Get more KILLZONE 3 - Go Behind the Score!Nevertheless, this is what game music should be allowed to sound like. It is a tribute to the developers who were willing to take a risk and deviate from the expected approach to an action FPS, to the fine British musicians and engineers that brought it to life, and to the game itself, which becomes a truly cinematic experience as a result of its music. We look forward to more.

 

Rating: 9/10


Track

Track Title Track Time  Rating
  Disc 1: Cinematic Music    
1 Main Menu - And Ever We Fight On 2:51  *****
2 Birth of War -- Dies Irae 2:14  ****
3 Just a Moment Ago 3:58  ***
4 Stahl and Orlock Square Off 2:21  ****
5 No Exit Strategy 1:30  ****
6 I'll Get you Home 2:02  *****
7 Unfair fight and Captured 1:56  *****
8 Frozen Shores Rescue 2:55  ****
9 An Unwelcome Discovery 1:37  ***
10 Moving Will Kill You 1:47  *****
11 "You've Developed Energy Shielding?" 4:02  *****
12 "What if I Just Killed Everyone?" 2:39  *****
13 Stahl Almost Gets Away 2:40  ****
  Total Running Time (approx) 32 minutes  
       

Track

Track Title Track Time  Rating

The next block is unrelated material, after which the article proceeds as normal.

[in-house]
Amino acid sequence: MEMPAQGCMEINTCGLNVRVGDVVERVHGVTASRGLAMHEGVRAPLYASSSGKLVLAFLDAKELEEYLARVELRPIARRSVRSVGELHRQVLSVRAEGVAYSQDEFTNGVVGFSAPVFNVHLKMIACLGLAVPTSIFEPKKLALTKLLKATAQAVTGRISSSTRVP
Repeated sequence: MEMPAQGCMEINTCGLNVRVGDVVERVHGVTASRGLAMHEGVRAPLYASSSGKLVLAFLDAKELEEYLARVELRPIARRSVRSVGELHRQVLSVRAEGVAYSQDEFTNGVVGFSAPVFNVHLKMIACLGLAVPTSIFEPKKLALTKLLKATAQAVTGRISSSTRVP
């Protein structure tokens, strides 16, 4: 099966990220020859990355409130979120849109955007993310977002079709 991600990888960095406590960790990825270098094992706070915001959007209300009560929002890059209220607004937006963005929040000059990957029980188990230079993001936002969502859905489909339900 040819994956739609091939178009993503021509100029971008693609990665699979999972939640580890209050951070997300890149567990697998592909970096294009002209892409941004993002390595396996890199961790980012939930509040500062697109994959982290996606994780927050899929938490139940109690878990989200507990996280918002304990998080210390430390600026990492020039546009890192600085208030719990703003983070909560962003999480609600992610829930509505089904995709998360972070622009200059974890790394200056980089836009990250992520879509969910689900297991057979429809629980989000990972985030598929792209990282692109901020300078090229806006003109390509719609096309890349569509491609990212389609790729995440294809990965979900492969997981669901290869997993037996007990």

Disc 2: In Game Music    
1 Pyrrhus Outskirts - Fortification 1:41  ***
2 Pyrrhus Outskirts - Hammer 2:30  ****
3 Pyrrhus Outskirts - Sniper Crossfire 2:28  ***
4 Pyrrhus Outskirts - The Boys are Back in Action 3:28  ****
5 Pyrrhus Outskirts - Grab That Minigun! 3:00  ****
6 Helghan Jungle - The Horror, The Horror! 1:37  ***
7 Helghan Jungle - Darkness 1:59  ***
8 Helghan Jungle - I Am The Hunted 2:02  ***
9 Helghan Jungle - Helghast Spotted 1:43  ****
10 Frozen Shores - The Bomb is Set 2:04  ***
11 Frozen Shores - Flight of the Intruder 2:51  ****
12 Frozen Shores - Escape on the Train 1:10  ***
13 Frozen Shores - Jetpack Flight 0:43  **
14 Frozen Shores - Enter the Wasp 1:33  ***
15 Stahl Arms - Exploring Stahl Arms 2:21  **
16 Stahl Arms - Battle My Own 3:00  **
17 Stahl Arms - The Icesaw Chase 4:30  ***
18 The Scrapyard - Fight on a Crane 4:04  ****
19 The Scrapyard - The Mobile Factory 2:51  ***
20 The Scrapyard - The Heavy Returns 0:24  *
21 The Scrapyard - Don't Mess with the MAWLR 4:14  ****
  Total Running Time (approx) 50 minutes